Amid the applause which these works obtained for him, the President met with a loss which the world could not repair-Samuel Johnson died on the 13th of December, 1784, full of years and honours. A long, a warm, and a beneficial friendship had subsisted between them. The house and the purse of Reynolds were ever open to Johnson, and the word and the pen of Johnson were equally ready for Rey. nolds. It was pleasing to contemplate this affectionate brotherhood, and it was sorrowful to see it dissevered. “I have three requests to make,” said Johnson, a day before his death, "and I beg that you will attend to them, Sir Joshua. Forgive me thirty pounds which I borrowed from you read the Scriptures
and abstain from using your pencil on the Sabbathday.” Reynolds promised, and, what is better, remembered his promise.
We owe the discovery of an original picture of Milton to the sagacity of Reynolds. It had belonged to Deborah, the poet's daughter; had passed into the family of Sir William Davenant; and was found in the possession of a furniture-broker by a dealer in pictures, who sold it to Sir Joshua for a hundred guineas. It was painted by Samuel Cooper, the friend and companion of Milton, in 1653. Doubts were raised, and suspicions expressed concerning the descent of this portrait, and it must be confessed that all such discoveries deserve to be inquired into by men acquainted with the frauds practised in art. The professional experience of Sir Joshua was the best security against imposition. He was satisfied of its authenticity, and defended it successfully in the Gentlemen's Magazine.
The works of Reynolds had long supplied daily food for those critics who swarm in the land-and scatter censure or praise at least as blindly as For. tune. He was now to be exposed to another of the same class, equally insidious and subtle, and coming in a graver shape-a biographer. With so little skill, however, did this literary undertaker make his approaches, that he at first impressed the artist with a notion that his purpose was not to write his life, but to take it. Now Sir Joshua had long indulged in the pleasing delusion that Malone, or Boswell, or Beattie, or Burke, on all of whom he had showered favours, would perform in due time this friendly office. To them he had opened up all his knowledge, and for their use he had made memorandums concerning his practice, all calculated to direct the pen and shorten the labour of the biographer. But his chief dependence for his biography was on Burke, whose talents he rated even above those of Johnson, and whose service he sought to secure by a donation of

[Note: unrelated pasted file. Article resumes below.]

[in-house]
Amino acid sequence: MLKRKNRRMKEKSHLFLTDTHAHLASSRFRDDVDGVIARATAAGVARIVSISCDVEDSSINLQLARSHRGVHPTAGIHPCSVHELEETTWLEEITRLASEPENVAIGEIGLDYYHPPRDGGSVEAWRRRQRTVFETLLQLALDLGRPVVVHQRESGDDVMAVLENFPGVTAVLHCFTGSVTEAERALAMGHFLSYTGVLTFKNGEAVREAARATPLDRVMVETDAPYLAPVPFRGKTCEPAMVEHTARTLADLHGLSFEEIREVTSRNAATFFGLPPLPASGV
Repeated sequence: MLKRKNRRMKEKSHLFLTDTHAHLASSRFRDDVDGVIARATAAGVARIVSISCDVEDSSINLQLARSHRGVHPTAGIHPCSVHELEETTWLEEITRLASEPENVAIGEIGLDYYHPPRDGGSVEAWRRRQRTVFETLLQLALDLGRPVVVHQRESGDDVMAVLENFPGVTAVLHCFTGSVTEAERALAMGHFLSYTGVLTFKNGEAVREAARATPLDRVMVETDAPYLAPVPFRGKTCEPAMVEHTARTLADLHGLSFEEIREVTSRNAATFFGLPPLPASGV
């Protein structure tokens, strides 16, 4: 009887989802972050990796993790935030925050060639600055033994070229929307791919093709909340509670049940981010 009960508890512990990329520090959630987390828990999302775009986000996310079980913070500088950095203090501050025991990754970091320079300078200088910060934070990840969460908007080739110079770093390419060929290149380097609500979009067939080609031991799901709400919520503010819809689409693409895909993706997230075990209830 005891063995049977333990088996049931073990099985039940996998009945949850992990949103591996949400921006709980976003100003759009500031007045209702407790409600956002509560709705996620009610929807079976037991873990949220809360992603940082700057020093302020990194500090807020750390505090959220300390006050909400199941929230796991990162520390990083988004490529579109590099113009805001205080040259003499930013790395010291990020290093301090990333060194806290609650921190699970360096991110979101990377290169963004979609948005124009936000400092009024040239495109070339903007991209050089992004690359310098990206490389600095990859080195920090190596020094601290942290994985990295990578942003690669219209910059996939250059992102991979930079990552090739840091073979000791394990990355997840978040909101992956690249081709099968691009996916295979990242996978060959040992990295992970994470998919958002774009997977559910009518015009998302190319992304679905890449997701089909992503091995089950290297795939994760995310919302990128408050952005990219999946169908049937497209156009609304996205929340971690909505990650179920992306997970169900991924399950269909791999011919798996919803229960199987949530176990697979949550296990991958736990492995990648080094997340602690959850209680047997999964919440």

four thousand pounds. The best-laid schemes of mice and men, says the poetical moralist, are often frustrated; and so it happened here. Sir Joshua refused the humble in hopes of the high. When his pencil could no longer please, nor his pen sign away the thousands in his purse, he was neglected or for. gotten by persons who had followed and flattered him.
Two pictures, differing much in character, yet of great merit, came from his pencil during the year 1785. One was Love unloosing the zone of Beauty --a work which I cannot hope to describe in the language of discretion, and the other was the portrait of the Duke of Orleans, infamous under the name of Egalité, of whom I cannot write with temperance.
During the following year, he gave up his thoughts and time to a picture, commissioned by Catharine of Russia, and after long choosing, selected a subject at once commonplace and obscure-The Infant Her. cules strangling the Serpents. He had imagined another and a nobler composition, Elizabeth visiting the English Camp at Tilbury, when the Armada was on the sea; but he relinquished the idea, from a wish to paint something illustrative of the character and undertakings of the empress herself. Now Catharine was a woman who loved nature, and had no taste for allegorical subtleties; and it is probable her Russian connoisseurs never imagined that her actions were shadowed forth in a chubby boy, choking two snakes. She rewarded the President, however, with fifteen hundred guineas and a gold box, bearing her portrait set in large diamonds. Beattie calls it an unpromising subject; Barry commends the light and shade, and Reynolds himself, on bidding it farewell, said, “there are ten pictures underit, some better, some worse.” So many trials had he made, such had been his anxiety to produce a masterpiece. The same year he painted a more simple and more popular picture